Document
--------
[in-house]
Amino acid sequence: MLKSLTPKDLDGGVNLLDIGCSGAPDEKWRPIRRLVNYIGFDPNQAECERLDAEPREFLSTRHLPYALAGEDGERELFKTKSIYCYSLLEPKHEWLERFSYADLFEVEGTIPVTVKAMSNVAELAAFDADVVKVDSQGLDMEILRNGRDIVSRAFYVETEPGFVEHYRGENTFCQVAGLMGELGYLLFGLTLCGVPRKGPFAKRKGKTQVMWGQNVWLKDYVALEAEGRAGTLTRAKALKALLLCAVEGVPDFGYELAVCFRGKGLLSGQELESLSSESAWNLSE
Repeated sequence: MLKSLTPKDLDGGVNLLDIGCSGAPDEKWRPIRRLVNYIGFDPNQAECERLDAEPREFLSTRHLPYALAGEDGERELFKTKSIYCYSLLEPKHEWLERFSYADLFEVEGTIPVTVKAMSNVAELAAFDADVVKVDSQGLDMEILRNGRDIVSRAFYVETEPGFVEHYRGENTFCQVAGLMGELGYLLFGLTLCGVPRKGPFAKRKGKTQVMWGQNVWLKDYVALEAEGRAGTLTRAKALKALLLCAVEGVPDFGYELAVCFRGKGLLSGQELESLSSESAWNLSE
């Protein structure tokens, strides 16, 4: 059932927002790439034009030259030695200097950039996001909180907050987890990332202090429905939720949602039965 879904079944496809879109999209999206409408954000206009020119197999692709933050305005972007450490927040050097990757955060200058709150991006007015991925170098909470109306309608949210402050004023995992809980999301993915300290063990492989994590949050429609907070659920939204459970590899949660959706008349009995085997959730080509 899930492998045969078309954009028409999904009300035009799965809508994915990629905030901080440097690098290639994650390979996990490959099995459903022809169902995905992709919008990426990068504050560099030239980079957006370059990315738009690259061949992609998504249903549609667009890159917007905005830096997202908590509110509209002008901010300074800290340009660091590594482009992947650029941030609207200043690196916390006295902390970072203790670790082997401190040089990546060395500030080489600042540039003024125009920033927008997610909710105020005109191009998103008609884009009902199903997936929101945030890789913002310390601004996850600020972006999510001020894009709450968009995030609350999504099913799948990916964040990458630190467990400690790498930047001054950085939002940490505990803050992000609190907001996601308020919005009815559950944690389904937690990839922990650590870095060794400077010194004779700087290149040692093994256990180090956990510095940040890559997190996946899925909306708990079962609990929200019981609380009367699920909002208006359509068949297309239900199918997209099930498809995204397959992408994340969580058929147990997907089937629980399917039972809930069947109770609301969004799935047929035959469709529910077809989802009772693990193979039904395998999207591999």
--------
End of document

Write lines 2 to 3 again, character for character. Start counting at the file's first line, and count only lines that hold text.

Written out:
Amino acid sequence: MLKSLTPKDLDGGVNLLDIGCSGAPDEKWRPIRRLVNYIGFDPNQAECERLDAEPREFLSTRHLPYALAGEDGERELFKTKSIYCYSLLEPKHEWLERFSYADLFEVEGTIPVTVKAMSNVAELAAFDADVVKVDSQGLDMEILRNGRDIVSRAFYVETEPGFVEHYRGENTFCQVAGLMGELGYLLFGLTLCGVPRKGPFAKRKGKTQVMWGQNVWLKDYVALEAEGRAGTLTRAKALKALLLCAVEGVPDFGYELAVCFRGKGLLSGQELESLSSESAWNLSE
Repeated sequence: MLKSLTPKDLDGGVNLLDIGCSGAPDEKWRPIRRLVNYIGFDPNQAECERLDAEPREFLSTRHLPYALAGEDGERELFKTKSIYCYSLLEPKHEWLERFSYADLFEVEGTIPVTVKAMSNVAELAAFDADVVKVDSQGLDMEILRNGRDIVSRAFYVETEPGFVEHYRGENTFCQVAGLMGELGYLLFGLTLCGVPRKGPFAKRKGKTQVMWGQNVWLKDYVALEAEGRAGTLTRAKALKALLLCAVEGVPDFGYELAVCFRGKGLLSGQELESLSSESAWNLSE